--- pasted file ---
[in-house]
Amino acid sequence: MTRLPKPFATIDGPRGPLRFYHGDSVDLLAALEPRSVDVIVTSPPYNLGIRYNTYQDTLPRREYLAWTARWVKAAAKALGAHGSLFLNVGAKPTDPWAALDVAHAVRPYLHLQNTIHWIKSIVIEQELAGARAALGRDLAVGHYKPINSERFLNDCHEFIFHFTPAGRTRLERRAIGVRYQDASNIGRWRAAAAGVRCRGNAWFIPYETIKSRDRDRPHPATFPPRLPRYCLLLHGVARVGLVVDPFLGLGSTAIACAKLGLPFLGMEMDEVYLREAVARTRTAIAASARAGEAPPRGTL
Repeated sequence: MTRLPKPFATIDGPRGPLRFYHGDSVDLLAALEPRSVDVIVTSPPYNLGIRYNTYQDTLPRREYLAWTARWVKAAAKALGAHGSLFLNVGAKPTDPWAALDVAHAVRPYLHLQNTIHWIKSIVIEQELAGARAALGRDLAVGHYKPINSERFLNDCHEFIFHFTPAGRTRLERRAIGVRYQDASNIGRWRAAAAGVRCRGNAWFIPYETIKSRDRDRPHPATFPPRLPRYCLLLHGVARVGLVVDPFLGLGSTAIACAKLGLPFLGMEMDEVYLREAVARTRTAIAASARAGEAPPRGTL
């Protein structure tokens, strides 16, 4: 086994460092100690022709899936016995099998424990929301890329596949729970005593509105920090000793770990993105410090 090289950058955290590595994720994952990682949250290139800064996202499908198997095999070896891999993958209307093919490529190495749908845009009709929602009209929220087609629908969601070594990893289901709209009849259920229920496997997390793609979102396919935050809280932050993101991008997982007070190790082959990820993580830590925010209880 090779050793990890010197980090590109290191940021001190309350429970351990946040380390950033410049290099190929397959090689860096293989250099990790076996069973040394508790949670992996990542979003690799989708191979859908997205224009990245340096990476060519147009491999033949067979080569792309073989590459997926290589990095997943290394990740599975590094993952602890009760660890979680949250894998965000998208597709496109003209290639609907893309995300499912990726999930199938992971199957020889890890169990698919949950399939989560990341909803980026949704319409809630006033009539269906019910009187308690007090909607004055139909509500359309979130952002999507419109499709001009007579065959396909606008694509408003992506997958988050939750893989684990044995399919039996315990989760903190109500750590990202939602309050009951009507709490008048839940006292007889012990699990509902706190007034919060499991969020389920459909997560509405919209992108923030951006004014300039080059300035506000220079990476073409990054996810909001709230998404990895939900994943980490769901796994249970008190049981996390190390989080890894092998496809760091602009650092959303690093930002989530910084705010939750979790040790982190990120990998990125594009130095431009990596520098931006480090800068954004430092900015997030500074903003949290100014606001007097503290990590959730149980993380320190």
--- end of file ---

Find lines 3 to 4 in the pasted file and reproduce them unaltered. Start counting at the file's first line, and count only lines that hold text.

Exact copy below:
Repeated sequence: MTRLPKPFATIDGPRGPLRFYHGDSVDLLAALEPRSVDVIVTSPPYNLGIRYNTYQDTLPRREYLAWTARWVKAAAKALGAHGSLFLNVGAKPTDPWAALDVAHAVRPYLHLQNTIHWIKSIVIEQELAGARAALGRDLAVGHYKPINSERFLNDCHEFIFHFTPAGRTRLERRAIGVRYQDASNIGRWRAAAAGVRCRGNAWFIPYETIKSRDRDRPHPATFPPRLPRYCLLLHGVARVGLVVDPFLGLGSTAIACAKLGLPFLGMEMDEVYLREAVARTRTAIAASARAGEAPPRGTL
């Protein structure tokens, strides 16, 4: 086994460092100690022709899936016995099998424990929301890329596949729970005593509105920090000793770990993105410090 090289950058955290590595994720994952990682949250290139800064996202499908198997095999070896891999993958209307093919490529190495749908845009009709929602009209929220087609629908969601070594990893289901709209009849259920229920496997997390793609979102396919935050809280932050993101991008997982007070190790082959990820993580830590925010209880 090779050793990890010197980090590109290191940021001190309350429970351990946040380390950033410049290099190929397959090689860096293989250099990790076996069973040394508790949670992996990542979003690799989708191979859908997205224009990245340096990476060519147009491999033949067979080569792309073989590459997926290589990095997943290394990740599975590094993952602890009760660890979680949250894998965000998208597709496109003209290639609907893309995300499912990726999930199938992971199957020889890890169990698919949950399939989560990341909803980026949704319409809630006033009539269906019910009187308690007090909607004055139909509500359309979130952002999507419109499709001009007579065959396909606008694509408003992506997958988050939750893989684990044995399919039996315990989760903190109500750590990202939602309050009951009507709490008048839940006292007889012990699990509902706190007034919060499991969020389920459909997560509405919209992108923030951006004014300039080059300035506000220079990476073409990054996810909001709230998404990895939900994943980490769901796994249970008190049981996390190390989080890894092998496809760091602009650092959303690093930002989530910084705010939750979790040790982190990120990998990125594009130095431009990596520098931006480090800068954004430092900015997030500074903003949290100014606001007097503290990590959730149980993380320190």